If the due diligence process finishes unsuccessfully, the system returns recurrently
to the next object from the third list. In the case when said third list contains no
more objects, the system returns recurrently to the first step of the whole procedure
with the suggestion to change buyer‘s/tenant‘s preferences (to enlarge the search
domain). If the buyer/tenant disagrees with the suggested changes the system
cancels all procedure.

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FLOW CHART SHOWING GENERAL MARKETING
PROCEDURES

START

UNSUCCESSFUL
RESEARCH AND
DEVELOPMENT

SUCCESSFUL

PRODUCT
DEVELOPMENT

MARKETING
STRATEGIES

DISTRIBUSTION AND
SALES

FEEDBACK

STOP Page | 71
CHAPTER10
CUSTOMER RELATIIONSHIP
MANAGEMENT

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CUSTOMER RELATIONSHIP MANAGEMENT

Customer relationship management (CRM) consists of the processes a company


uses to track and organize its contacts with its current and prospective customers.
CRM software is used to support these processes; the software system can be
accessed, and information about customers and customer interactions can be
entered, stored and accessed by employees in different company departments.
Typical CRM goals are to improve services provided to customers, and to use
customer contact information for targeted marketing.

While the term CRM generally refers to a software-based approach to handling


customer relationships, most CRM software vendors stress that a successful CRM
effort requires a holistic approach. CRM initiatives often fail because
implementation was limited to software installation, without providing the context,
support and understanding for employees to learn, and take full advantage of the
information systems.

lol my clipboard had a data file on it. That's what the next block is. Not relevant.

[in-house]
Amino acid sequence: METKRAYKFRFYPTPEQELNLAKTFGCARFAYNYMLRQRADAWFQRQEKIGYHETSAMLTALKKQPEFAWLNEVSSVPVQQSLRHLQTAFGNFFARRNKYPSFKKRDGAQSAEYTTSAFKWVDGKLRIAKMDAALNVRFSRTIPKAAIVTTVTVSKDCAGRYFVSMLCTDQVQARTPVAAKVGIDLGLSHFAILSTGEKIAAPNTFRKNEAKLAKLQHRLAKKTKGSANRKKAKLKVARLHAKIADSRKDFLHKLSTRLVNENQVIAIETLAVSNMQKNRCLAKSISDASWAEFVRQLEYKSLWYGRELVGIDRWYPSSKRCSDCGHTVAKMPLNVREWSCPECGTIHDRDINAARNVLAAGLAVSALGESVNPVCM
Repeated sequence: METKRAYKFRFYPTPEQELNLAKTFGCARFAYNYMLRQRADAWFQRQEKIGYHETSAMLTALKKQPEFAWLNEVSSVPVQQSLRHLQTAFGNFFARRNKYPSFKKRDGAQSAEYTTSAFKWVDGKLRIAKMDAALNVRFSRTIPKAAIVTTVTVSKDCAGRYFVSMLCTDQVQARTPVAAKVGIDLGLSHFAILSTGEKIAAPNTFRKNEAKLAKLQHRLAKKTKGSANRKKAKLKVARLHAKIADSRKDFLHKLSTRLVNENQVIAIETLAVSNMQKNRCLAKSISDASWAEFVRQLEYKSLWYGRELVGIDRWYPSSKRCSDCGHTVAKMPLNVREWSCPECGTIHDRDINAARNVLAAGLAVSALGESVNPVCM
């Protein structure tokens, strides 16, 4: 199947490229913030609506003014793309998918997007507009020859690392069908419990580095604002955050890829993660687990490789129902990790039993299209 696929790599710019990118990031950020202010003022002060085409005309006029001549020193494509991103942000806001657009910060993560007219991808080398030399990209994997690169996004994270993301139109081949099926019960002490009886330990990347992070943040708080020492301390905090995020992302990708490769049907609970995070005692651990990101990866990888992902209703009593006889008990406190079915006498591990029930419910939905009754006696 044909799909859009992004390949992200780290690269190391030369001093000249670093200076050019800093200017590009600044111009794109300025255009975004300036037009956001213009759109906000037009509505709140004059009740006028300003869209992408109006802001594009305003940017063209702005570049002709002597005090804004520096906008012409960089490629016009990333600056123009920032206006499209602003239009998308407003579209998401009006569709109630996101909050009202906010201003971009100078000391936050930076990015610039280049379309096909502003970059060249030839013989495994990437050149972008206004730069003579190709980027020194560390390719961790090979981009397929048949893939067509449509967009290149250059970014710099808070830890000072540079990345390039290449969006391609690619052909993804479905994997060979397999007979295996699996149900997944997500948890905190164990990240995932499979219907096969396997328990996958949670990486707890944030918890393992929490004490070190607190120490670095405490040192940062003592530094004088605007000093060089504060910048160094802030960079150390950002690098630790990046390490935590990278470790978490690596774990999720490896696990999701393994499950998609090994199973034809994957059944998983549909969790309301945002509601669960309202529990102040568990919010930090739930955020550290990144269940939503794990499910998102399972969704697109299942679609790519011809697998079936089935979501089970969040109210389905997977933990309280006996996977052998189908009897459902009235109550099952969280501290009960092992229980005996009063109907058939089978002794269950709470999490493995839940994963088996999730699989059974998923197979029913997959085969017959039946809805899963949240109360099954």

Overview
From the outside, customers interacting with a company perceive the business as a
single entity, despite often interacting with a number of employees in different
roles and departments. CRM is a combination of policies, processes, and strategies
implemented by an organization to unify its customer interactions and provide a
means to track customer information.

CRM includes many aspects which relate directly to one another:

• Front office operations — Direct interaction with customers, e.g. face to face
meetings, phone calls, e-mail, online services etc.

• Back office operations — Operations that ultimately affect the activities of


the front office (e.g., billing, maintenance, planning, marketing, advertising,
finance, manufacturing, etc.)

• Business relationships — Interaction with other companies and partners,


such as suppliers/vendors and retail outlets/distributors, industry networks

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(lobbying groups, trade associations). This external network supports front and
back office activities.

• Analysis — Key CRM data can be analyzed in order to plan target-


marketing campaigns, conceive business strategies, and judge the success of CRM
activities (e.g., market share, number and types of customers, revenue,
profitability).

Types/Variations of CRM
There are several different approaches to CRM, with different software packages
focusing on different aspects. In general, Campaign Management and Sales Force
Automation form the core of the system (with SFA being the most popular)

Operational CRM
Operational CRM provides support to "front office" business processes, e.g. to
sales, marketing and service staff. Interactions with customers are generally stored
in customers' contact histories, and staff can retrieve customer information as
necessary.

The contact history provides staff members with immediate access to important
information on the customer (products owned, prior support calls etc.), eliminating
the need to individually obtain this information directly from the customer.

Operational CRM processes customer data for a variety of purposes:

• 'Managing Campaigns'

• Enterprise Marketing Automation

• Sales Force Automation

• Sales Management System

Sales Force Automation (SFA)


Sales Force Automation automates sales force-related activities such as:

• Scheduling sales calls or mailings


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• Tracking responses

• Generating reports

Analytical CRM
Analytical CRM analyzes customer data for a variety of purposes:

• Designing and executing targeted marketing campaigns